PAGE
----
These visions describe the glory days of Rome under the Five Good Emperors from Nerva to Marcus Aurelius, the subsequent plunge into civil war from the time of Commodus, the oppression and exhaustion of taxation and industry as a result, and the following era of additional external wars, famines, and devastating plague that brought the Empire to the point of dissolution until the time of Diocletian. They describe the last and greatest imperial persecution of Christianity under Diocletian, and the subsequent reversal and overthrow of paganism, and the 'Christianisation' of the Empire from Constantine to Theodosius, and the corruption of nominal Christianity as a result.
The Trumpets describe the invading waves of Goths, Vandals, and Huns under Attilla, (the clay mingling with the iron) and the breakup and fall of the Western Empire. They then turn to the long fall of the Eastern Empire under the rise of Islam and the Saracen and Turkish Empires, and the final fall of Constantinople, before turning back to the Reformation in the West that began shortly after in the 1500s.
A supplementary vision at this point reviews the history of western Europe and the dominance of the Papal power since the fall of the Western Empire, before the Seven Vials describe the final judgments of the French Revolution, the great naval warfare with Britain, the Revolutionary and Napoleonic wars, the fall of the Papal States, the drying up of the power of the Ottoman Empire, the rise of evil ideologies, and finally the entrance into the Seventh Vial with the great World Wars of the Twentieth Century. The final vial concludes, yet future, with the destruction of papal Rome and a great storm of war and invasion from the north. These events are followed by the vision of the return of Jesus Christ.
A brief history of the future
The general series of historical events described here are the major movements in the history of pagan and papal Rome, and their unfolding has been identified, traced, and anticipated by many writers over many centuries (many of which are well-documented in the old books available for download on this website). Their correspondence with the symbols in the prophecies is evidenced not only by the events themselves, but in the use of these same symbols by secular writers and historians in describing the same events, and by many other biblical passages which demonstrate the consistent interpretation of the same symbols.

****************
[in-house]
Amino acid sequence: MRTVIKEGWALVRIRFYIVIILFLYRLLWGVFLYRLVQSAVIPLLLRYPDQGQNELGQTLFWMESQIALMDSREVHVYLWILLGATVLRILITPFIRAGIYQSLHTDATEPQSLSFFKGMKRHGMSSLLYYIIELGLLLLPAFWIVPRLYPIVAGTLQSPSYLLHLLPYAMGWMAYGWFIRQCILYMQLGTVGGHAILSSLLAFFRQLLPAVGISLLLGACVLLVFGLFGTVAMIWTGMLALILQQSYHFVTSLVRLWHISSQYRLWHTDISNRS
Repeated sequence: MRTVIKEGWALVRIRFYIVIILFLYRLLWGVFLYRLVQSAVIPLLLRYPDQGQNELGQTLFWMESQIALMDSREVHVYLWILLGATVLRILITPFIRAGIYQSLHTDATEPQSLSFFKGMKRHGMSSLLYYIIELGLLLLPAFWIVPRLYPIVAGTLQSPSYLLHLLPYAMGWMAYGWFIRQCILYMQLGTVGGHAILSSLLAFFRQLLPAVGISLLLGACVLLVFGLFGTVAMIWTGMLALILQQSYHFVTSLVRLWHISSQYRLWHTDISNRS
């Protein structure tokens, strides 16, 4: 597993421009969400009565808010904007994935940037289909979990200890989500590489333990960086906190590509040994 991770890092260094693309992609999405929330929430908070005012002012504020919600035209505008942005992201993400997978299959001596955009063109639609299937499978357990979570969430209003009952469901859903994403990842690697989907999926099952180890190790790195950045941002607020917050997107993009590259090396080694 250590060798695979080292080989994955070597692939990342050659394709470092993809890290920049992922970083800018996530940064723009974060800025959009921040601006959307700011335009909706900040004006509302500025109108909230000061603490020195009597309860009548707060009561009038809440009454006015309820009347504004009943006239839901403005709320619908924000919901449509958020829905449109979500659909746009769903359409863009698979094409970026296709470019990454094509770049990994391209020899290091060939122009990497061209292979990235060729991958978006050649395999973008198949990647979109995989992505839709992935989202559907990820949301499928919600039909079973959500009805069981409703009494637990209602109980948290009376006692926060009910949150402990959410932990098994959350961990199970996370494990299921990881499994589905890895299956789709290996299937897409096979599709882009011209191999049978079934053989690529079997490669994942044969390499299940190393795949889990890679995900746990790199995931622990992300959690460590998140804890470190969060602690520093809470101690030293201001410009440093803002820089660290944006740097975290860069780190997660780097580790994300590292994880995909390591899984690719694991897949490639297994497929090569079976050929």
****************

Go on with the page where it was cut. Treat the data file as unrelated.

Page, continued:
The Historicist understanding, outlined here, is one that over 1900 years after John wrote the Revelation can now in the majority be tested and compared with history. The chronological sequence of the visions can be seen to fit the major events of Roman and European history like the cuttings of a key – in the right order. The prophecy of the seven-sealed scroll is, as it was intended to be, a prophetic chart and brief history of the future.
A generalised outlineThe First Seal describes Rome at its height, shortly after John wrote the Revelation. The next five Seals describe its decline, and the last its fall. This is expanded on in the Trumpets and Vials, covering the fall of both Imperial and Papal Rome.
A timeline of the Seven Seals visionsThe events and eras of the Seals, Trumpets, and Vials visions, dominated by the era of Papal Europe and the Islamic Empires. The Seventh Vial, in which we find ourselves and which began with the World Wars of the twentieth century, will come to its close with the return of Jesus Christ.
Chart of the Seven SealsA basic chart of the eras and subjects of the Seven Seals visions. This chart is taken from The Book of Revelation by A.J. Ferris – published in 1940 as two simple booklets, Part One and Part Two. You can download a reprinted copy of the booklets here.
A note about the interpretation given here
The basic understanding of prophecy outlined in this website is known as the Historicist interpretation. It was the standard understanding of Protestant churches from the time of the Reformation in the 1500s until the early to mid 1800s onwards.
The interpretation here is generally in line with historicist writers on prophecy from the 1800s such as E.B. Elliott, H. Grattan Guinness, E.P. Cachemaille, Joseph Tanner, and Albert Barnes among many others. Some of their books can be downloaded elsewhere on this site (here and here), and supporting extracts from their works are given on most of the following pages.
The prophecies of Daniel and Revelation are extensive and complex, “in which are some things hard to be understood”, as the apostle Peter said of the writings of the apostle Paul. The details of the interpretation I give here do not necessarily represent the views of all individual pastors within the Revival Fellowship, neither should they be taken as a definitive statement of Revival Fellowship doctrine.
Pastor Mark Wattchow